Besides, I think it’s oversized, outdated and plain ugly to look at. Where are you going to put that? If anywhere, choose the bottom of your personal bio page, after the last paragraph. And to fulfill the function of telling the world about your LinkedIn page and inviting them to follow you, include a link in your website footer. If possible, use a mini icon. You may already have other social media networks linked to from icons like this.

Embedded LinkedIn Activity Feed

Maybe showing off your mug with an embedded profile isn’t quite what you’re thinking of when you think about LinkedIn integration. Is there a way to show your LinkedIn posts and activity on your website? Yes, friend, there is a way. 

But why? I love the why question. It makes you dig deeper down to your true intentions. Either you’ll find a good reason to make a certain choice or you may scrape the bottom and discover zero good reasons, thus saving you from wasting your time.

Why do you want to display a LinkedIn activity feed on your website? Here are reasons I’ve gathered from answers given by many past clients:

We post good stuff there. I think more people should know about it. We’re really trying to build more followers.

Why do you want more followers? So more people see our links and go to our website.

You have new visitors on your website and you want to show them your LinkedIn feed so they can click on links that take them away from your site?

Don’t do it. The direction of traffic should be from LinkedIn to you. The same for Facebook and Twitter. Those networks are designed to keep visitors inside their walled gardens and away from your website so they can profit from ads.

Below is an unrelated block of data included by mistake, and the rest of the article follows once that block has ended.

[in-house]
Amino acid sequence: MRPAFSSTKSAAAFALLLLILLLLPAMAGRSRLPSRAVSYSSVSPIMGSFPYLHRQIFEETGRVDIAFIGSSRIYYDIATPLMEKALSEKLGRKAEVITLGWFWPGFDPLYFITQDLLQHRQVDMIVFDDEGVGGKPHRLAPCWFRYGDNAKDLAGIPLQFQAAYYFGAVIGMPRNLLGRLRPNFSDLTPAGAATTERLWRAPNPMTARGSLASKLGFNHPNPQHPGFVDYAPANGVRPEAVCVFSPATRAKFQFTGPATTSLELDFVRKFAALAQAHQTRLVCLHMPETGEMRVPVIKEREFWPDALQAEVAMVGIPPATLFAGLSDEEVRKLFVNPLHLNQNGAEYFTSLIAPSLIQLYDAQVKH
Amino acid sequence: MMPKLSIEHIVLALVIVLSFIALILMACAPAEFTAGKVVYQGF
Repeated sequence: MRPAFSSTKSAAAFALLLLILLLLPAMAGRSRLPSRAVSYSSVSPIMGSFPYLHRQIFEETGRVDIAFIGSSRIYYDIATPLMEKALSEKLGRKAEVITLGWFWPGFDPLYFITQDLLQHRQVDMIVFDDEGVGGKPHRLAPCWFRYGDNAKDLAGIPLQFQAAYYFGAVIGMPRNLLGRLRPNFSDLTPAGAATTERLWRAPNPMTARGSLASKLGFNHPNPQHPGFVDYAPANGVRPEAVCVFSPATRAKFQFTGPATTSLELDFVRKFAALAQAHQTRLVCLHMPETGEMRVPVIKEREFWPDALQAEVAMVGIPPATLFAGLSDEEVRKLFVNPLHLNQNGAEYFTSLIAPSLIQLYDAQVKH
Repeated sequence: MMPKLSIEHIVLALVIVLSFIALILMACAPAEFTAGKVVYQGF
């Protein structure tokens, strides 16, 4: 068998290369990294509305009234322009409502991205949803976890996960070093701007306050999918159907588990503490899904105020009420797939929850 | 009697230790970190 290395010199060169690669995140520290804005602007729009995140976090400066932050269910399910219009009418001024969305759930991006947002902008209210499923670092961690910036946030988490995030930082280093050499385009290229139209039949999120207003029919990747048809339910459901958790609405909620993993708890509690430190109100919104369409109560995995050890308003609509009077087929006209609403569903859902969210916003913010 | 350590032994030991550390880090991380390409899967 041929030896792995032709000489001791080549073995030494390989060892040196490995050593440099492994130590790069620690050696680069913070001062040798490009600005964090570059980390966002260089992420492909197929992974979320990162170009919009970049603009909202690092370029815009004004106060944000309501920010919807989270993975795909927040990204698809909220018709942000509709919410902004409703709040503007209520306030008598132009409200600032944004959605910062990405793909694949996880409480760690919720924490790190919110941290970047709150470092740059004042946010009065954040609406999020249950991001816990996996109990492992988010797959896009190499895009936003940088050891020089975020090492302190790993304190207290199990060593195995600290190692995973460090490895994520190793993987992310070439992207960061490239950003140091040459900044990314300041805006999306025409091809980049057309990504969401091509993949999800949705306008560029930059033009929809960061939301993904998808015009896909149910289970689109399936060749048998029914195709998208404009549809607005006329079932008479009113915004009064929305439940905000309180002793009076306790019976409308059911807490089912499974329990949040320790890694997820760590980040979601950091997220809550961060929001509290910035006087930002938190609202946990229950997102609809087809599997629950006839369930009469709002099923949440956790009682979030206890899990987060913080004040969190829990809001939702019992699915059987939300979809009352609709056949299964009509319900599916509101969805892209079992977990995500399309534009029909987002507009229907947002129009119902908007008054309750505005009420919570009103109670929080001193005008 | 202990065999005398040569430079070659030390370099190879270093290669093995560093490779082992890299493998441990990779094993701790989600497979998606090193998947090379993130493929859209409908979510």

But if you really want a LinkedIn feed, try the LinkedIn Company Updates plugin. 

And now, for the main event.

Blogging vs. LinkedIn Articles

LinkedIn debuted a feature in 2014 called Pulse. It was a new publishing platform, separate from the regular activity feed. Marketers became very excited. Suddenly, there was a new and valuable source of links back to their websites. They envisioned posting the same articles in two places, getting double the value for their time and effort!

However, the key word is “value.” What are you blogging for? Are you building up SEO for your website? Cross-posting on LinkedIn won’t hurt your website’s SEO, but viewers rarely seem to click through from links on LinkedIn articles. Are you blogging to build your personal brand and following? Cross-posting on LinkedIn (or Medium) can expand your audience far beyond your website. Go ahead, maybe wait a week and change the title, then post a copy of your original on LinkedIn. You’ll get more views and more reach.

Treat LinkedIn articles like guest posting. The benefit lays primarily in expanding your audience by reaching out to the built-in readership of LinkedIn’s users. But you won’t see sales of your product or service spike the next morning.

Since 2014, Pulse has been layered into the activity feed and it’s sort of disappeared from the LinkedIn home screen. However, you can still find channels of topic-specific content curated by LinkedIn’s editors. Imagine your article being featured on a channel followed by other experts! And the core ability to publish long form posts on LinkedIn remains. Check it by logging in to LinkedIn and clicking the Write an article button.

Have you considered adding any of these tools and tactics to your marketing mix? Any questions? What action step will you take today?

Leave a comment below or find me on Twitter @pwolfgram!